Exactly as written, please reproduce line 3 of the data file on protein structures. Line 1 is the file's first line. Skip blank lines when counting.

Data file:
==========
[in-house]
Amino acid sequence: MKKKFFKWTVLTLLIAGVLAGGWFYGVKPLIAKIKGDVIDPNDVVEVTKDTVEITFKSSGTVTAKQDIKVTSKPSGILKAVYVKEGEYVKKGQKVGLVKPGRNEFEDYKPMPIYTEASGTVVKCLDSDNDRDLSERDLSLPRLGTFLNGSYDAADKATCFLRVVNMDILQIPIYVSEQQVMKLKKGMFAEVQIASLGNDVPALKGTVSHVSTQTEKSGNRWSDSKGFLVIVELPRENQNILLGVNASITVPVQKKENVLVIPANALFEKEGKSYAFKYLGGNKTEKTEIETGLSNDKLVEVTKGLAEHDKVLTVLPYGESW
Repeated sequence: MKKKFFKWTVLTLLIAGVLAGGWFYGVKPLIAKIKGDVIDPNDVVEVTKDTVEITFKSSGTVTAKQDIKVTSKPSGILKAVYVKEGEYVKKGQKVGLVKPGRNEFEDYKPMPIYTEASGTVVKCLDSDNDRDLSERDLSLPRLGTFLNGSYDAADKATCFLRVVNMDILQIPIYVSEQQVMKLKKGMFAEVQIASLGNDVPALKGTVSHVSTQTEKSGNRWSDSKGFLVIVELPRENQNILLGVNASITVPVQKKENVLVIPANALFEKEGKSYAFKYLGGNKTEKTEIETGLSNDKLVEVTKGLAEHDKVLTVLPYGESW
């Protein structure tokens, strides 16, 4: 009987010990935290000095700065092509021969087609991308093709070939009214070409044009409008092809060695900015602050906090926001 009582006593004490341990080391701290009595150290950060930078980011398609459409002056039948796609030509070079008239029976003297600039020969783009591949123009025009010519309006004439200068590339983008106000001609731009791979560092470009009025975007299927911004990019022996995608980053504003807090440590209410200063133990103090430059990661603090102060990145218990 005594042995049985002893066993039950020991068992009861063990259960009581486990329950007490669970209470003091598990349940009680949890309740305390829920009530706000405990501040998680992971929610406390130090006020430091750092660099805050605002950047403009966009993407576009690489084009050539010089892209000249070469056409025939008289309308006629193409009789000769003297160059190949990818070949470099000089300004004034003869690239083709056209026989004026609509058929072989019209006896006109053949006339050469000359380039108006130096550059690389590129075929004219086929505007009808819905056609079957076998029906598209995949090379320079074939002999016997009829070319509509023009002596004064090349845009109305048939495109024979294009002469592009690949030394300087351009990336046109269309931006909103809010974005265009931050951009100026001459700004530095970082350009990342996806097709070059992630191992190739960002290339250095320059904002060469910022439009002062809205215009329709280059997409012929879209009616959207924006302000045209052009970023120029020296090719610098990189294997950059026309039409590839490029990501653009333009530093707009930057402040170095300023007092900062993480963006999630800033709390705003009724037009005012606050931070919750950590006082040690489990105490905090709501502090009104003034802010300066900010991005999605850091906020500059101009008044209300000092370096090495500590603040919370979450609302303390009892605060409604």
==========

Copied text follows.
Repeated sequence: MKKKFFKWTVLTLLIAGVLAGGWFYGVKPLIAKIKGDVIDPNDVVEVTKDTVEITFKSSGTVTAKQDIKVTSKPSGILKAVYVKEGEYVKKGQKVGLVKPGRNEFEDYKPMPIYTEASGTVVKCLDSDNDRDLSERDLSLPRLGTFLNGSYDAADKATCFLRVVNMDILQIPIYVSEQQVMKLKKGMFAEVQIASLGNDVPALKGTVSHVSTQTEKSGNRWSDSKGFLVIVELPRENQNILLGVNASITVPVQKKENVLVIPANALFEKEGKSYAFKYLGGNKTEKTEIETGLSNDKLVEVTKGLAEHDKVLTVLPYGESW